18. Phurcalite and others secondary uranium minerals from Perus, Sao Paulo, Brazil

    International Nuclear Information System (INIS)

    Phurcalite has been found filling fractures in the tourmaline-bearing granitic pegmatite of Perus, in the north-west part of Sao Paulo city, Brazil. It forms aggregates of radiating euhedral crystals up to 5 mm in length. The crystals are bright yellow, transparent and display vitreous to adamantine lustre. Its streak is pale yellow. Phurcalite is brittle, with a conchoidal fracture, and non-fluorescent. The crystal structure of phurcalite has been solves by single-crystal x-ray diffraction methods and refined to R = 3.8% using 2065 observed [I > 3σ(I)] reflections. The structure consists of [(U O2)3 O2 (P O4)24n-]n layers, parallel to (010), connected by Ca2+ ions and H2 O. The coordination polyhedra are: for U(1) hexagonal bi pyramid; for U(2) and U(3) pentagonal bi pyramids; for Ca(4) and Ca(5) capped trigonal prism and triangulated dodecahedron, respectively; and for P(6) and P(7) tetrahedra. As a consequence of this work, the molecular formula of phurcalite previously reported as Ca2 (U O2)3 (P O4)2 (OH)4.4 H2 O must be changed to Ca2 (U O2)3 O2 (P O4)2.7 H2 O. Other secondary uranium minerals associated with Perus phurcalite are autunite, torbernite, meta-autunite, meta-torbernite, chernikovite, meta-uranocircite I, phosphuranylite, uranophane-alpha, uranophane-beta, haiweeite, barian week site and perhaps also bassetite, meta-tyuyamunite and meta-haiweeite. Opal, tridymite, cristobalite, secondary quartz, saponite and rhodochrosite occur associated to the uranium minerals. (author)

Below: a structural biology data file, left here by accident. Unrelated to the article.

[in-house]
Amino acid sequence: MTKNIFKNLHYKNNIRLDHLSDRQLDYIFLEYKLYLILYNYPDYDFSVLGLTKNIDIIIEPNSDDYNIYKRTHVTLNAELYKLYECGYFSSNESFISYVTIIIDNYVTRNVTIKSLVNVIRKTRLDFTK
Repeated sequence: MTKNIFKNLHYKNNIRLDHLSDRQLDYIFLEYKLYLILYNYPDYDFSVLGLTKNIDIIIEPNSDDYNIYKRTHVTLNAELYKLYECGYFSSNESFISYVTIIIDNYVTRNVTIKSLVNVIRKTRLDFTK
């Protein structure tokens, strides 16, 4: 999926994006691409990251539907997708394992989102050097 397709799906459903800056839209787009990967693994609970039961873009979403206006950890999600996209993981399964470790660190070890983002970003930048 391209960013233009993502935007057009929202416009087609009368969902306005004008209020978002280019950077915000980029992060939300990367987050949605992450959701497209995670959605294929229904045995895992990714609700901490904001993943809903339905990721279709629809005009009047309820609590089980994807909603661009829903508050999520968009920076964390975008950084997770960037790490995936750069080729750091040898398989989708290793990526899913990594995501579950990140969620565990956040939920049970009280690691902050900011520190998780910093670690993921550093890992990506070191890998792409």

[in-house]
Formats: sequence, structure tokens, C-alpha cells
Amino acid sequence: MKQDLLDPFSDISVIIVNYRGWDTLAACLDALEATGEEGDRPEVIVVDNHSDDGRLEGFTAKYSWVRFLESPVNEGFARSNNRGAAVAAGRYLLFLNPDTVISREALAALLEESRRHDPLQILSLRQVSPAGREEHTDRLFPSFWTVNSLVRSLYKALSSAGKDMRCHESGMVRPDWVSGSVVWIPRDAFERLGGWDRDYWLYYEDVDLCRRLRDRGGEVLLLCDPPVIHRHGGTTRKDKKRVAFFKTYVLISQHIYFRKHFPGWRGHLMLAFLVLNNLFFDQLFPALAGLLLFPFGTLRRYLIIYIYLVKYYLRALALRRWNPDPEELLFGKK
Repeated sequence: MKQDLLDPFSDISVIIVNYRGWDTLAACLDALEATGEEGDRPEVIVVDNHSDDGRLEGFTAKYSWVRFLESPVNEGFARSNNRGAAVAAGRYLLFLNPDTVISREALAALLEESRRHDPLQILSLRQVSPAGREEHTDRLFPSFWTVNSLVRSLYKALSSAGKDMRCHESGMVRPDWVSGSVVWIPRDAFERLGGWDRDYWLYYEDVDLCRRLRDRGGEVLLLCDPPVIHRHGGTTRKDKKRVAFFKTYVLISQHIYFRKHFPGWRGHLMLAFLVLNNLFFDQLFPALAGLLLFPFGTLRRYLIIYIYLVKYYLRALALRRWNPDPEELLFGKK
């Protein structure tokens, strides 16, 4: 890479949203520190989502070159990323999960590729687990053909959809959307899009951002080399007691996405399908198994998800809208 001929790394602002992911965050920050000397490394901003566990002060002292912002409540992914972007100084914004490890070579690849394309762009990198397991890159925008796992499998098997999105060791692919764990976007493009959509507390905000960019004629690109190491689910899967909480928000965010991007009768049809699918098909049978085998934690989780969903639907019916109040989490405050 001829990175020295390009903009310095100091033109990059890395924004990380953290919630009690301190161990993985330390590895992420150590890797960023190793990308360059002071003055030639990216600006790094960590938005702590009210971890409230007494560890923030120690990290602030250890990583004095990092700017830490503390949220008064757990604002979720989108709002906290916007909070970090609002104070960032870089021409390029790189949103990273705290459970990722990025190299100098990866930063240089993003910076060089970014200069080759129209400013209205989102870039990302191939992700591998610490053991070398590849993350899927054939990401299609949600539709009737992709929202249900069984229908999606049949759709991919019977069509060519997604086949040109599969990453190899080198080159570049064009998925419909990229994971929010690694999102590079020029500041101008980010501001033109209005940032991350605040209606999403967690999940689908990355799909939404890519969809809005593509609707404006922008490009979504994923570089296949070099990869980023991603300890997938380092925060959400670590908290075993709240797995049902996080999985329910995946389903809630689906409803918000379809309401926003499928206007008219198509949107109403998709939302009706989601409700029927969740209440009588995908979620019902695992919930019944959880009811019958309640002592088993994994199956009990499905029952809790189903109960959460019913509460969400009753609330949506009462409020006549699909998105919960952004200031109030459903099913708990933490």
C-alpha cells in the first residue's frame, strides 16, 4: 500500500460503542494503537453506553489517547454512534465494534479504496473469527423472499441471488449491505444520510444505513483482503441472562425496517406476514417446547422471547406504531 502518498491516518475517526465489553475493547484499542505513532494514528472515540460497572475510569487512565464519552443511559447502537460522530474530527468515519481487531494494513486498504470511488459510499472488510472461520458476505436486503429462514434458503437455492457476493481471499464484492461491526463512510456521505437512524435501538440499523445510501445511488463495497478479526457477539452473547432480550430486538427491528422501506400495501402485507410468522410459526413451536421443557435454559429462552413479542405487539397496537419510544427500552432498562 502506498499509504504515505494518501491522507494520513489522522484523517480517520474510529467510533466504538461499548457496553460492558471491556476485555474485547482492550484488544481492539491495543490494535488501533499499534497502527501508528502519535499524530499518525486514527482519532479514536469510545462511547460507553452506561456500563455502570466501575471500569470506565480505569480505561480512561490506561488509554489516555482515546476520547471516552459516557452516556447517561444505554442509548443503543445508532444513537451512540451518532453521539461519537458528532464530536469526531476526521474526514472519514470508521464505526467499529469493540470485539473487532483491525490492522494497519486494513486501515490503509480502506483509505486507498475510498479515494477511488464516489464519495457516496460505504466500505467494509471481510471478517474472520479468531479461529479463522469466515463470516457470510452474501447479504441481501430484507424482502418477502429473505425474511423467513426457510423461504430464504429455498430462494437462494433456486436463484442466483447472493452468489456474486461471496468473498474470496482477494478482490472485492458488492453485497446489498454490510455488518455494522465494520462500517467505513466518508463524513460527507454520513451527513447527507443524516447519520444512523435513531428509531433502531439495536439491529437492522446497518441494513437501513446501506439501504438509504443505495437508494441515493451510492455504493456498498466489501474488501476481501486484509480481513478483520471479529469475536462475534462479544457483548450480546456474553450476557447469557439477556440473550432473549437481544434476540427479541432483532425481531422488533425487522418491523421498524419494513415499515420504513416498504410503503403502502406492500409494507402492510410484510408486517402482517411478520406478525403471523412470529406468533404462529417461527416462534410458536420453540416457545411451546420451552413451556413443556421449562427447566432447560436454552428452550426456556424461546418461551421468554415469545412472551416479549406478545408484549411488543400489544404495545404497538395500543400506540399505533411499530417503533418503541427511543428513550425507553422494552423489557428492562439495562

19. Radiometric geological exploration method used in the central part of the State of Sonora

    International Nuclear Information System (INIS)